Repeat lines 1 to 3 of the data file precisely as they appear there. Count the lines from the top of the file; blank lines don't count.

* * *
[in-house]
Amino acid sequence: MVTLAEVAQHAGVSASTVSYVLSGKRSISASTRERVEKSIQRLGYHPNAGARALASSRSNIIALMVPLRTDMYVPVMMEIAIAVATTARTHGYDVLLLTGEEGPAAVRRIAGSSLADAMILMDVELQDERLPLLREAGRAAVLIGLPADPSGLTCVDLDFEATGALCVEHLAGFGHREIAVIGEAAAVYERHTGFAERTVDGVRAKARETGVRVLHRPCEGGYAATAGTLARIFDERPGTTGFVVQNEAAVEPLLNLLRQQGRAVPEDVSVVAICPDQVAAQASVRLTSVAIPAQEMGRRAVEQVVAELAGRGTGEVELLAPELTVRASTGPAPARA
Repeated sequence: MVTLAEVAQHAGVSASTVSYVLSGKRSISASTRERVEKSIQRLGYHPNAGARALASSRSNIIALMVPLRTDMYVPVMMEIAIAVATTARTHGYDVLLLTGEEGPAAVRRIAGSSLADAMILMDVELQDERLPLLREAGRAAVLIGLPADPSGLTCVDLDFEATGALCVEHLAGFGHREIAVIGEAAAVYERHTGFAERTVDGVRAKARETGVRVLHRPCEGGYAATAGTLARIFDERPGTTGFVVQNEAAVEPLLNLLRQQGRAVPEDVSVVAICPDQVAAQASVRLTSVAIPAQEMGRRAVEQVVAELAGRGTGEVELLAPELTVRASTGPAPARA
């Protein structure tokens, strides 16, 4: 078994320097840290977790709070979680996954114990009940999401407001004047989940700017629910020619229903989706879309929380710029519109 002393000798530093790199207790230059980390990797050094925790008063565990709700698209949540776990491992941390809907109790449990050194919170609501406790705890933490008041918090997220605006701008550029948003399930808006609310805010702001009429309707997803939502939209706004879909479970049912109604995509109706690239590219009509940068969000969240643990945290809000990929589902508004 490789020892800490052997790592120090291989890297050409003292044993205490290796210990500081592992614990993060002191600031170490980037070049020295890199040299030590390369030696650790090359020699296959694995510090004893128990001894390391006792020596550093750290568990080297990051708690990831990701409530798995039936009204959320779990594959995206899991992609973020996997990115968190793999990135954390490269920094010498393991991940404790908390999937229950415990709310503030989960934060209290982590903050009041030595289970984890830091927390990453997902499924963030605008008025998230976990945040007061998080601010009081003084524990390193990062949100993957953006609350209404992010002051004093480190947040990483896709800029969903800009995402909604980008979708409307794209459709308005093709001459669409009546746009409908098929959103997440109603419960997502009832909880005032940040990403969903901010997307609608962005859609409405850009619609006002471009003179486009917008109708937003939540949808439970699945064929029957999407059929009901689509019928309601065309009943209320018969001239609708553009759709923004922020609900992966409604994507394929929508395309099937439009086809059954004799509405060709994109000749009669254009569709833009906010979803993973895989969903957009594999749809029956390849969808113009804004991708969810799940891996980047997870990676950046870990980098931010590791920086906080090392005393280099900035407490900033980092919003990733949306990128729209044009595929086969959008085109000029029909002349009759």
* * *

[in-house]
Amino acid sequence: MVTLAEVAQHAGVSASTVSYVLSGKRSISASTRERVEKSIQRLGYHPNAGARALASSRSNIIALMVPLRTDMYVPVMMEIAIAVATTARTHGYDVLLLTGEEGPAAVRRIAGSSLADAMILMDVELQDERLPLLREAGRAAVLIGLPADPSGLTCVDLDFEATGALCVEHLAGFGHREIAVIGEAAAVYERHTGFAERTVDGVRAKARETGVRVLHRPCEGGYAATAGTLARIFDERPGTTGFVVQNEAAVEPLLNLLRQQGRAVPEDVSVVAICPDQVAAQASVRLTSVAIPAQEMGRRAVEQVVAELAGRGTGEVELLAPELTVRASTGPAPARA
Repeated sequence: MVTLAEVAQHAGVSASTVSYVLSGKRSISASTRERVEKSIQRLGYHPNAGARALASSRSNIIALMVPLRTDMYVPVMMEIAIAVATTARTHGYDVLLLTGEEGPAAVRRIAGSSLADAMILMDVELQDERLPLLREAGRAAVLIGLPADPSGLTCVDLDFEATGALCVEHLAGFGHREIAVIGEAAAVYERHTGFAERTVDGVRAKARETGVRVLHRPCEGGYAATAGTLARIFDERPGTTGFVVQNEAAVEPLLNLLRQQGRAVPEDVSVVAICPDQVAAQASVRLTSVAIPAQEMGRRAVEQVVAELAGRGTGEVELLAPELTVRASTGPAPARA